Note. You will find that many experts advise you not to eat less than 1 200 calories per day to prevent starvation mode. This is just a general rule of thumb to provide advice in the absence of enough information. To be safe, get your individual Total Daily Energy Requirements calculated, and follow the advice above.

What is the recipe for the Lemon Detox Diet or Master Cleanse lemonade

Question: What is the recipe for the Lemon Detox Diet Drink or Master Cleanse Lemonade?

Answer: The Lemon Detox Diet is also called the Master Cleanse Diet or Neera Super Cleanse. While on this diet you are supposed to substitute all solid food with a special diet “lemonade” for a period of 5-15 days, and it is recommended that you take a herbal laxative such as Senna Herbal tea every night. You should try to drink at least 60 ounces (+- 1.8 litres) of the diet drink every day.

Recipe for the Master Cleanse lemonade:

  • Two tablespoons of fresh lemon juice (approximately half a lemon)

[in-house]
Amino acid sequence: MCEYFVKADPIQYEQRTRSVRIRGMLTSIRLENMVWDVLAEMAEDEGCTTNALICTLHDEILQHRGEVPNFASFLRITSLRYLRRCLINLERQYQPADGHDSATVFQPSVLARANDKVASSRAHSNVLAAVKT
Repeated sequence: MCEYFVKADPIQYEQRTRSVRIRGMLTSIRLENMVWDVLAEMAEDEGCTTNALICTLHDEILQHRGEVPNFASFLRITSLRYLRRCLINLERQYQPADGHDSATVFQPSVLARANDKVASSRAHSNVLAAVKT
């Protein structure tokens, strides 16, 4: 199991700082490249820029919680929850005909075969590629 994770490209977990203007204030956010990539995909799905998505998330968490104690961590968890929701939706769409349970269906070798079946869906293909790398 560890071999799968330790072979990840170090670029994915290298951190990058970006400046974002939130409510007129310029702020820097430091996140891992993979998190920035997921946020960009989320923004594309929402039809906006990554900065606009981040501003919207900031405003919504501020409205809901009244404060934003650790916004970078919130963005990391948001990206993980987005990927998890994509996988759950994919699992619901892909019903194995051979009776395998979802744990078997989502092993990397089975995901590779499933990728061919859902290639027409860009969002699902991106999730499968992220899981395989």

• Two tablespoons of maple syrup (not maple flavored sugar) or Madal Bal Natural Tree Syrup (a mixture of palm and maple syrup)
  • a pinch of cayenne pepper or to taste
  • 8 ounces of water (+-250ml), at room temperature

Mix the ingredients listed above for one serving of the diet drink.

Please note that we have decided to provide the recipe for the Master Cleanse / Lemon Detox Diet lemonade simply because we are asked this question so often. At OptimalBodyWeight.com we do not believe that this popular detox diet is a healthy way to lose weight. For more information please read this review of the lemon detox diet. While you may lose weight fast on this weight loss plan; the weight loss will not be sustainable, and you will almost certainly slow down your metabolism. For healthier alternatives read here how you can boost your metabolism and lose that weight for good.

Is it true that smaller, more regular meals can help me lose weight

Question: My GP told me that if I want to lose weight I should have smaller meals more frequently. How can eating smaller meals more often help me lose weight?